Bones

Archaeologists have been excavating the palace, which served as the seat of power for the Silla dynasty, since 2014.

Remains of Likely Human Sacrifice Victim Found in Foundation of Korean Palace

The young woman died in her 20s during the fourth century C.E.

The dig site at Castel di Guido in Italy featured numerous skeletons of straight-tusked elephants, from which many of the bone tools were produced.

New Research

Hand-Carved, 400,000-Year-Old Bone Tool Used for Smoothing Leather Found in Italy

Found near Rome, the utensil is 100,000 years older than previous finds of this kind

Archaeologists found the unusual burials while conducting excavations in the Romanian city of Cluj Napoca, pictured here.

Cool Finds

Why Were These Neolithic People Buried With Urns on Their Heads and Feet?

Found in Transylvania, the 6,000-year-old vessels may have once held provisions for the afterlife

So far, researchers have discovered 100 plague victims buried in 60 graves.

Construction in Poland Reveals Graves of 18th-Century Plague Victims

The Great Northern War plague outbreak peaked between roughly 1708 and 1712

The couple's skeletons (left) and an artist's rendition of the pair (right)

Cool Finds

1,500-Year-Old Skeletons Found Locked in Embrace in Chinese Cemetery

The couple was probably buried during the Northern Wei period, when Buddhism was taking hold in the region

Excavation of a grave at the Roman site in 1992

Traces of Lead Found in 5,000-Year-Old Human Remains

A new study details the link between lead production and the metal's presence in bones buried at a Roman cemetery

Researchers uncovered the remains in the Umm Jirsan lava tube in Saudi Arabia.

Hyenas Hoarded Thousands of Human, Animal Bones in Saudi Arabian Lava Tube

The huge stockpile includes camel, rodent and cattle remains

Researchers found the remains of a high-ranking woman (left) and her two twin fetuses (right) in a Bronze Age urn in central Hungary.

Cool Finds

Remains of High-Born Woman and Twin Fetuses Found in 4,000-Year-Old Urn

A new chemical analysis suggests the wealthy mother left her homeland to marry an elite member of the mysterious Vatya culture

During the Civil War, four major battles took place in the area surrounding Fredericksburg National Cemetery.

Cool Finds

Forgotten Road Found Buried Beneath Civil War Cemetery in Virginia

Archaeologists excavated the site ahead of the planned reinterment of remains discovered near a former battlefield hospital in 2015

Researchers say the incisors' removal may have served as an indicator of social status or membership in a specific group.

Why Are These Medieval-Era Skulls Found in Gabon Missing Their Front Teeth?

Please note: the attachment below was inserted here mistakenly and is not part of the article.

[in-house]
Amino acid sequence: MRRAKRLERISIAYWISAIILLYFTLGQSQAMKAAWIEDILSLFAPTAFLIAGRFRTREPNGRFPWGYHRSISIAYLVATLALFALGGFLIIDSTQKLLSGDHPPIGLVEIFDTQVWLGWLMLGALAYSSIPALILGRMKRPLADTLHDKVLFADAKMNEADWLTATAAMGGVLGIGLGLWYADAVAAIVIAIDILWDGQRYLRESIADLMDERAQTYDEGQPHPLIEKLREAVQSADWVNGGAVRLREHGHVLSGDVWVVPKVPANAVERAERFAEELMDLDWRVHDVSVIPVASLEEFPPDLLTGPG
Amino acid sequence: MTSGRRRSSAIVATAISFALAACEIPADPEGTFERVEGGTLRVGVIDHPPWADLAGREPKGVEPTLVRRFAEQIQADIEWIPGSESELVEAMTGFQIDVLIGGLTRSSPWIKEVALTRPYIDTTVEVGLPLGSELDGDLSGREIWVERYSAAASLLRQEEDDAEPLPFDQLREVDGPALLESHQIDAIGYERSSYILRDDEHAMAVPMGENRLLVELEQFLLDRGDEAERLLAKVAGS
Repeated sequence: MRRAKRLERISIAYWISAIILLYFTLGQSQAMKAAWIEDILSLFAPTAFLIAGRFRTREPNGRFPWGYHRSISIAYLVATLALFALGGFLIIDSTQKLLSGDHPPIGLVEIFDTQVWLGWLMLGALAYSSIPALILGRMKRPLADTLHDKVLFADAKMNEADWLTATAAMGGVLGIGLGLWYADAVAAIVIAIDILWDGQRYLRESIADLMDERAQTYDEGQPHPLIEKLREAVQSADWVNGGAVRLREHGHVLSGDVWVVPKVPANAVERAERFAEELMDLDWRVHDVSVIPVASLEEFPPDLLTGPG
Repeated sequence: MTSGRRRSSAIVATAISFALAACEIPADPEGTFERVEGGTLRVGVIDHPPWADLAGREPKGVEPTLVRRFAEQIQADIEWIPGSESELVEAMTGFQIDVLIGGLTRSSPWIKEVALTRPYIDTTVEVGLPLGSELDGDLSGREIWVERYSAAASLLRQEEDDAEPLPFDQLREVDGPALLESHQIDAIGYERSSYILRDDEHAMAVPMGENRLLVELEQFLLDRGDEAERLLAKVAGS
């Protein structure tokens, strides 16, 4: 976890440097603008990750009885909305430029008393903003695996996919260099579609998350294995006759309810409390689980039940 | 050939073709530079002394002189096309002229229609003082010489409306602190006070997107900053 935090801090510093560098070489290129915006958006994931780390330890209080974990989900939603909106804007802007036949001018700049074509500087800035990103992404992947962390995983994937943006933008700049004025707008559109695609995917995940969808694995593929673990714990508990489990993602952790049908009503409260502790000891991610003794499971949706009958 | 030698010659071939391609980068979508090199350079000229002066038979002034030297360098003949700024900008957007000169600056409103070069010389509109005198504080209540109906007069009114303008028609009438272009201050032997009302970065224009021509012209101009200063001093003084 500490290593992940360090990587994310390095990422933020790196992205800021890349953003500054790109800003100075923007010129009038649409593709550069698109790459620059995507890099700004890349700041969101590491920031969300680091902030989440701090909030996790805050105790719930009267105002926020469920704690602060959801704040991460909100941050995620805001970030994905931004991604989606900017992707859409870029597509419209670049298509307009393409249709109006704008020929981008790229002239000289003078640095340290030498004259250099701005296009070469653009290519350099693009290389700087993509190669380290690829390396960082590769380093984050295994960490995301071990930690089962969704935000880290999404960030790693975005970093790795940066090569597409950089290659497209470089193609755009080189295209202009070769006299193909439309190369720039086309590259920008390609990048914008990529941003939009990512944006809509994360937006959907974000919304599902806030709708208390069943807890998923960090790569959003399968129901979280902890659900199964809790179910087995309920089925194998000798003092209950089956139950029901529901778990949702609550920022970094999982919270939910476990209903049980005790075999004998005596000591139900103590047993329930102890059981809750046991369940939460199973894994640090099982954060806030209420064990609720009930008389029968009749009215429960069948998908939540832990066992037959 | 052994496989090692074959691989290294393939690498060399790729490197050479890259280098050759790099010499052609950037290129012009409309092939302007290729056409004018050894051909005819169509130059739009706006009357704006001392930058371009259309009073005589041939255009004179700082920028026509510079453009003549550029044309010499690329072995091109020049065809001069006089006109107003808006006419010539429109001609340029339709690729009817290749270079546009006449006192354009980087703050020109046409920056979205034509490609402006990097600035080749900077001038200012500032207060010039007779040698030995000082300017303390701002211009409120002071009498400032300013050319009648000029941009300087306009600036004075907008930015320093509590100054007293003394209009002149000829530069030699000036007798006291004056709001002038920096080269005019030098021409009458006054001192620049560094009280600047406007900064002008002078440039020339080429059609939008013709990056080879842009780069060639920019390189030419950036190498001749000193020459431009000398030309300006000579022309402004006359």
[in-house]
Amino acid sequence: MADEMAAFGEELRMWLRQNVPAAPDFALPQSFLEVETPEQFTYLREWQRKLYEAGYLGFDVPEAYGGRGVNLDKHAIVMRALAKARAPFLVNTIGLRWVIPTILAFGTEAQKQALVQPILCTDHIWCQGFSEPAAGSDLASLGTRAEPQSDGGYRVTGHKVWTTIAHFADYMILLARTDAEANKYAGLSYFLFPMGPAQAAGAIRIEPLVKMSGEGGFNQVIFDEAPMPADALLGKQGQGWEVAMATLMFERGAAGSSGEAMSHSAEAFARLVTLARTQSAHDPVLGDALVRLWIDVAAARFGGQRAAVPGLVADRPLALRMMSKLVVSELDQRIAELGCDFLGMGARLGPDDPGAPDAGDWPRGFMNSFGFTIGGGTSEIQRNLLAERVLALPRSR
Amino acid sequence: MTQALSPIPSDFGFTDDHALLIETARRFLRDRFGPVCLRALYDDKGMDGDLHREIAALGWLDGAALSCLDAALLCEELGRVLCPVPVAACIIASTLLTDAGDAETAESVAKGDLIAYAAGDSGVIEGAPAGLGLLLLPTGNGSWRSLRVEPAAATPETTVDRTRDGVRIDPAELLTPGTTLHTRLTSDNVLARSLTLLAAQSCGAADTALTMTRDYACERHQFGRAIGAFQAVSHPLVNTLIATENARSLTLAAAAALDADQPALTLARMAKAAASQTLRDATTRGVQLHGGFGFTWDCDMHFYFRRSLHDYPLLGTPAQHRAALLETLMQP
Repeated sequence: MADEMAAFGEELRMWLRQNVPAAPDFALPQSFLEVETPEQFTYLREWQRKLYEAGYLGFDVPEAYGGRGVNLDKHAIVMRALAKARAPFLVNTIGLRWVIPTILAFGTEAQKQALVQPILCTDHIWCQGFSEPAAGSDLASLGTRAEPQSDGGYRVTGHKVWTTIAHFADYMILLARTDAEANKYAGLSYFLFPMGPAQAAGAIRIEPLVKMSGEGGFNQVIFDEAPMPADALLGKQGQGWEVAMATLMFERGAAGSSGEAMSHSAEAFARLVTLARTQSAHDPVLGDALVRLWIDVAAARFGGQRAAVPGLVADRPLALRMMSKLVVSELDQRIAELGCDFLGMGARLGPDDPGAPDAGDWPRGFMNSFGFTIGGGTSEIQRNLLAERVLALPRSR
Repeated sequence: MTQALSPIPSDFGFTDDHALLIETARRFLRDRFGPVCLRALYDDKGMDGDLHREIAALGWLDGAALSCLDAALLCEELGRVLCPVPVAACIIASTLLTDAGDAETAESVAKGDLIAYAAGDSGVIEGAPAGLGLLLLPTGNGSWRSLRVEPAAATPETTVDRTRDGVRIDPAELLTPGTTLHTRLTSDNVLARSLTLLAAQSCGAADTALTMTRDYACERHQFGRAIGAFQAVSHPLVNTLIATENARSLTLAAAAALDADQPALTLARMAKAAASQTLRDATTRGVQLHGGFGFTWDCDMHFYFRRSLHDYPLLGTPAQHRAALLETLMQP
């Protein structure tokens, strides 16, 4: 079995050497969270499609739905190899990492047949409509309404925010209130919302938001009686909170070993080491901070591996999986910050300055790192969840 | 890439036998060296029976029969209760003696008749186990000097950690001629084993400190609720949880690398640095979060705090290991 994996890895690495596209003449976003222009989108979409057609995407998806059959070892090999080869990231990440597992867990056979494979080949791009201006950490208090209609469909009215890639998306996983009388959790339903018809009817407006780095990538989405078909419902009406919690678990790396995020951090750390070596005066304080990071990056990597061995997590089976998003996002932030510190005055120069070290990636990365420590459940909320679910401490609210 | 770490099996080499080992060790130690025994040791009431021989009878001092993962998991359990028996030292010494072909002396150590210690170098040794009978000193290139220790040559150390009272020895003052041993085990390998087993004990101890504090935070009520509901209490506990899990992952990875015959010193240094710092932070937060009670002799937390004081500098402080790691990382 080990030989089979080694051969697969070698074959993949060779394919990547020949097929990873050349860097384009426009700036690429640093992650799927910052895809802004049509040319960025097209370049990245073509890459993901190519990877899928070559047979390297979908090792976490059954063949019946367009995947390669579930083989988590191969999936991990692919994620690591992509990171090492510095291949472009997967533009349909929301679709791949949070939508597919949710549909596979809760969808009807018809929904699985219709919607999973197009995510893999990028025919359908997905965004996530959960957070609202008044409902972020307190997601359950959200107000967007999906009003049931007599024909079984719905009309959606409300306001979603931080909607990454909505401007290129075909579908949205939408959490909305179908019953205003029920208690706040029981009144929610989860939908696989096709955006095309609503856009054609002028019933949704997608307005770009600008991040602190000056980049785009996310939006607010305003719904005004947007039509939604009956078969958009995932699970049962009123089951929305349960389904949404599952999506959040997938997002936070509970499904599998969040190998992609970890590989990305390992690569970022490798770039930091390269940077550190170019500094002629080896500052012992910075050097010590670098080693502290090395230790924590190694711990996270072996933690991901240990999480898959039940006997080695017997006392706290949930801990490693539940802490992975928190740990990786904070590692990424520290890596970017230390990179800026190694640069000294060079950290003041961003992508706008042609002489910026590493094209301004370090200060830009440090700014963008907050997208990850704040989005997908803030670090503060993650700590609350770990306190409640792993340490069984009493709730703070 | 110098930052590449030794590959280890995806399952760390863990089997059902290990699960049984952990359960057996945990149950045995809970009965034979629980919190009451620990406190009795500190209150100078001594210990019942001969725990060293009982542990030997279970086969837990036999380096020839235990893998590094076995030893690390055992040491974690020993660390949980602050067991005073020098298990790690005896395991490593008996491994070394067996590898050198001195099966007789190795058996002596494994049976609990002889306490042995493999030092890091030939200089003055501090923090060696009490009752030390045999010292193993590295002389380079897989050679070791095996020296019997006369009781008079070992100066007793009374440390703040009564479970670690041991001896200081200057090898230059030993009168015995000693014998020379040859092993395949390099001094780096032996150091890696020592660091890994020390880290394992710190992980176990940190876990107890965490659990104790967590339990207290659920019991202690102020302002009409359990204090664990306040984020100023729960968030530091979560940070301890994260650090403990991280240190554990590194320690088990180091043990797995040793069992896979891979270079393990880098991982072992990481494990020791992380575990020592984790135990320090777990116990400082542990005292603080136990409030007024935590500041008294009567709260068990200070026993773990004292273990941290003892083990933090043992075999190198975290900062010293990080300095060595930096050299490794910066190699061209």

Intact, 500-year-old upper jaws discovered in an African cave bear evidence of deliberate facial modification

The bone carving shows a deliberate pattern.

Cool Finds

Is This 51,000-Year-Old Deer Bone Carving an Early Example of Neanderthal Art?

Made at least a millennium before modern humans' arrival in what is now Germany, the engraved object may reflect abstract thinking

View of the dig site in Pembrokeshire, Wales

Sand Dunes in Wales Preserved This Medieval Cemetery for Centuries

Erosion threatens to destroy the historic burial ground at Whitesands Beach in Pembrokeshire

The north-facing orientation of the grave suggests it was a pagan burial.

Cool Finds

2,000-Year-Old Sarcophagus Found in England Reveals Roman Burial Practices

A limestone coffin unearthed in Bath contains the remains of two individuals. Possible offerings to the gods were discovered nearby

Richard Henry Pratt, founder of the Carlisle Indian Industrial School, poses alongside students around 1900.

Remains of Ten Native American Children Who Died at Government Boarding School Return Home After 100 Years

The deceased were students at the Carlisle Indian Industrial School, whose founder's motto was "kill the Indian, and save the man"

People who reopened graves might take items like swords and brooches but leave more valuable objects untouched.

Cool Finds

Why Did Early Medieval Europeans Reopen Graves?

Contrary to some assumptions, the removal of objects from burial sites was not typically motivated by greed

Scholars used a newly developed technique to test skeletons' teeth for the presence of Yersinia pestis, the pathogen responsible for the plague.

Cool Finds

Why Weren't These Black Death Victims Buried in Mass Graves?

New research suggests some Europeans who died of the bubonic plague were individually interred with care

An individual buried in an amphora on the Croatian island of Hvar

Cool Finds

Ancient Necropolis Discovered in 17th-Century Croatian Palace's Garden

The fourth- or fifth-century cemetery contained the remains of several individuals buried in jars

This 15th-century illuminated manuscript depicts a courtly gathering attended by a host of young men wearing the pointed shoes fashionable at the time.

Art Meets Science

This Fancy Footwear Craze Created a 'Plague of Bunions' in Medieval England

Elite Europeans who wore pointed shoes toed the line between fashion and fall risk, a new study suggests

The older man, who died when he was in his 50s, succumbed to an injury likely sustained during a Viking raid. The second, who was in his 20s when he died, was targeted in the St. Brice's Day massacre of 1002.

Cool Finds

Viking-Era Relatives Who Died on Opposite Sides of the Sea Reunited at Last

Either half-brothers or a nephew and uncle, one died after taking part in a raid, while the other was the victim of an English massacre

Using growth layers on the bear's skull, the researchers dated the remains at 35,000 years old and concluded that the cave bear was an adult around ten years old when it died.

This 35,000-Year-Old Skull Could Be the First Evidence of Humans Hunting Small Cave Bears

The hole in the specimen may have been from injuries inflicted with a spear or during a postmortem ritual